LiDAR: “dToF”, “iToF” vs. “FMCW”


There are many buzz words around Lidar nowadays. This article tries to compare a few key terms from academic perspective. Lidar can take on several different modalities, which can be classified by their dependence on incoherence or coherence of the laser source which is used. Each of these methods uses the optical path of the target reflector to effectively modulate the envelope intensity of the detected signal. Time-of-flight (pulsed) and amplitude-modulated continuous-wave (AMCW) sensors detect range by measuring temporal properties of the received light intensity. Frequency-modulated continuous-wave (FMCW) and optical coherence tomographic (OCT) sensors map properties of the received optical field (amplitude and phase) into intensity and attempt to leverage the knowledge of both the amplitude and phase in order to detect range.

  1. Pulsed Time-of-Flight (TOF), often also known as dToF

TOF lidar uses the known fact that light travels at a fixed speed through a medium with a constant refractive index (3x108 m/s in air). Examples of pulsed time-of-flight (TOF) systems can be found in [12,13]. The transmitted pulse must be reflected by the target object, and collected by an aperture at the receiver. Range is measured by determining the difference in time of arrival and the time of transmission of the pulse. Fig. 1–1 shows a simple schematic outlining the operating principles of pulsed TOF lidar.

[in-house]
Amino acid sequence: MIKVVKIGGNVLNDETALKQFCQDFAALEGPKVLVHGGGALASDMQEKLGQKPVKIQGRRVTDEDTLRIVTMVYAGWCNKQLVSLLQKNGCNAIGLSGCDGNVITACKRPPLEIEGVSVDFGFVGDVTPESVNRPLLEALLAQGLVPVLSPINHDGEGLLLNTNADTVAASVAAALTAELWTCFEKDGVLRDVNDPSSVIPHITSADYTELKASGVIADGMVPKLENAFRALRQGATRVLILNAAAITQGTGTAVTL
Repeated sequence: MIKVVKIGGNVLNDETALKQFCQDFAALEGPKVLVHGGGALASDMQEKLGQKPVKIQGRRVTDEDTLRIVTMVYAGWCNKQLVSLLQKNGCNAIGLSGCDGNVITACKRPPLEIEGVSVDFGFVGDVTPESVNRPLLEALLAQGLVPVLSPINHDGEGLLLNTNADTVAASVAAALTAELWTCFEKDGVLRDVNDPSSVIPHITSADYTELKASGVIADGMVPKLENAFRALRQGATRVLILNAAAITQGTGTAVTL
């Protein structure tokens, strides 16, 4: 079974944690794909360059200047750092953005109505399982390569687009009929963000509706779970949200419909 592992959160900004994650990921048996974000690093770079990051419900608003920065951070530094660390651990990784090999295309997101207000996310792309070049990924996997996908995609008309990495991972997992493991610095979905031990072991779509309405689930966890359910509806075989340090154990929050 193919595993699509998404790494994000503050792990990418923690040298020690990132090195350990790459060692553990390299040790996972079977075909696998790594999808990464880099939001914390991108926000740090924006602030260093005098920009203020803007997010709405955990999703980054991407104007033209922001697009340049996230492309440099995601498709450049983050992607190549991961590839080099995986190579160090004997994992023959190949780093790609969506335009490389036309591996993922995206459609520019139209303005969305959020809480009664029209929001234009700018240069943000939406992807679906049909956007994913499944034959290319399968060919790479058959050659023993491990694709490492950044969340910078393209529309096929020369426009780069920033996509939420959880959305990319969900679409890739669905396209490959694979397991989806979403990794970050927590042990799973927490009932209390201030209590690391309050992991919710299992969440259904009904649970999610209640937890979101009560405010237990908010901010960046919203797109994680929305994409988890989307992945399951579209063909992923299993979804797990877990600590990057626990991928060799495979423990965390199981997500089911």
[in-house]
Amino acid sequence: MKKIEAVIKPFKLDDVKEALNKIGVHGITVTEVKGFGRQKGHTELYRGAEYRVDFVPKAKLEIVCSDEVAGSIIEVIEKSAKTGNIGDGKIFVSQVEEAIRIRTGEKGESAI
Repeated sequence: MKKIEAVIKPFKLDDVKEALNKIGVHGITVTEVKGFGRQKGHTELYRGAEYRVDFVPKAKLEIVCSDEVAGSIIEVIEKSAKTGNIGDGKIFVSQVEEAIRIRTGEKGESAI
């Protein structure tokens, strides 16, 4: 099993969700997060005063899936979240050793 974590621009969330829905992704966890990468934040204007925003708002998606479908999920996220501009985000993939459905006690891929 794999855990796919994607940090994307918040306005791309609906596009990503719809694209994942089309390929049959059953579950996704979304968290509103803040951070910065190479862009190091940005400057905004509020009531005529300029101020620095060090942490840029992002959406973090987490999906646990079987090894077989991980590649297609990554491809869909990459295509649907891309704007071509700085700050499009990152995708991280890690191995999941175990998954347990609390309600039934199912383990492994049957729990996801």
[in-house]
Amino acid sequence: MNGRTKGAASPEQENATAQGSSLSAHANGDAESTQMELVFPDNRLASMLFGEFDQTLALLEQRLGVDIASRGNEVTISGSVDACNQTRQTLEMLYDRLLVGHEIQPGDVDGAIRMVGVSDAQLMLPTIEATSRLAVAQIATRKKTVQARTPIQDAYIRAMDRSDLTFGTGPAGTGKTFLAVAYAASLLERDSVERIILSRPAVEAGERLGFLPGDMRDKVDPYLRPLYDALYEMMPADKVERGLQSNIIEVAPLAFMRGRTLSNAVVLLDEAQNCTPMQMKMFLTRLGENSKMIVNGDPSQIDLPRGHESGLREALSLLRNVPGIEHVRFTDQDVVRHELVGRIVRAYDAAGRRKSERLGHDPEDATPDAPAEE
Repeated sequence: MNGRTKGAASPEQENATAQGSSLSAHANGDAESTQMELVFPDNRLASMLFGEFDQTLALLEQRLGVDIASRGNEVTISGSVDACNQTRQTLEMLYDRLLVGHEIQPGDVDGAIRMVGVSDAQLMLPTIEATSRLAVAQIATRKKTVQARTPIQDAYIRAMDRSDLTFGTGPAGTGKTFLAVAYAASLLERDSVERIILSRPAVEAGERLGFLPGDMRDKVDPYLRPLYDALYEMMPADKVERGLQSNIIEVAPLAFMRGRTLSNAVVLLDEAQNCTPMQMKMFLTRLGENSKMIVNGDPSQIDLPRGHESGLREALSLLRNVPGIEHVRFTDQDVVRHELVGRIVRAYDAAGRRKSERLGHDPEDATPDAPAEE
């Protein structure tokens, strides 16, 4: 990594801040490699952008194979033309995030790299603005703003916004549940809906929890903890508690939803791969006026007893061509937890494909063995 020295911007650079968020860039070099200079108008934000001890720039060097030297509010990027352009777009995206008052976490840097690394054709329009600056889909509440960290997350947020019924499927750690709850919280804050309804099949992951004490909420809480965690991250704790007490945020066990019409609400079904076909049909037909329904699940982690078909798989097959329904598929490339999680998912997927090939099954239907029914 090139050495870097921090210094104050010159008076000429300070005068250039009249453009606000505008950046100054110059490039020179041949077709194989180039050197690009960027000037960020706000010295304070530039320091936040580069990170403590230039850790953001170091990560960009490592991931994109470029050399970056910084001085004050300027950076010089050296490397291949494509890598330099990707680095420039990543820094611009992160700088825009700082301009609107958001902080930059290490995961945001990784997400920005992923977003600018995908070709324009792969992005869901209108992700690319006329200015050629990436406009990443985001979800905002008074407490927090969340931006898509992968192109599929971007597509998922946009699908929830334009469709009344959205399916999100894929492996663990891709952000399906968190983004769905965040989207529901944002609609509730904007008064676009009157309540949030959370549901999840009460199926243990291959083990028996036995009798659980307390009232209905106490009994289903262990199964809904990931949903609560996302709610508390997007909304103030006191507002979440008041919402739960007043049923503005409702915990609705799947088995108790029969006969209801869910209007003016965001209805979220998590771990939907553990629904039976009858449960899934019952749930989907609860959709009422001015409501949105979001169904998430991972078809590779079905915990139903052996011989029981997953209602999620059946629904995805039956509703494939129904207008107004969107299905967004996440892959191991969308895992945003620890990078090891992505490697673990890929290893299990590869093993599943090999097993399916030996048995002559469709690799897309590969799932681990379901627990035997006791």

dToF often uses APD, SiPM or SPAD as receiver array.

2. Amplitude Modulated Continuous Wave (AMCW) Lidar

Amplitude-modulated continuous-wave (AMCW) lidar uses similar principles to TOF lidar, in that a target delay is measured at the receiver. However, in the case of AMCW, an intensity pattern is encoded on the transmitted optical power, such as a linear radio frequency chirp. For AMCW, the free-space path encodes a phase shift on the RF chirp, which can be detected accurately by measuring the intermediate frequency after mixing the received intensity signal with a non-delayed electronic version of the chirp. Examples of AMCW lidar systems have been studied in [15,16]. Fig. 1–2 shows a simple schematic outlining the operating principles of AMCW lidar.

3 Frequency Modulated Continuous Wave (FMCW) Lidar

Frequency-modulated continuous-wave (FMCW) lidar can analytically be shown as a comparable method to RF-chirped AMCW lidar, except where the chirped field is the optical field of a tunable laser. Where chirped AM lidar uses the laser as a carrier for an RF signal, and the RF signal is applied to the intensity of the light source, chirped FM lidar modulates the phase of the light source (usually a single-mode laser) such that the optical frequency of the light source is modulated directly. A free-space path encodes a phase shift on the optical chirp, and the phase shift is detected by mixing the reflected chirp with a non-delayed version of the chirp. This mixing occurs at the photodiode upon detection, so no special design beyond good detector design is needed to achieve this mixing effect. A schematic for FMCW lidar is shown in Fig. 1–3.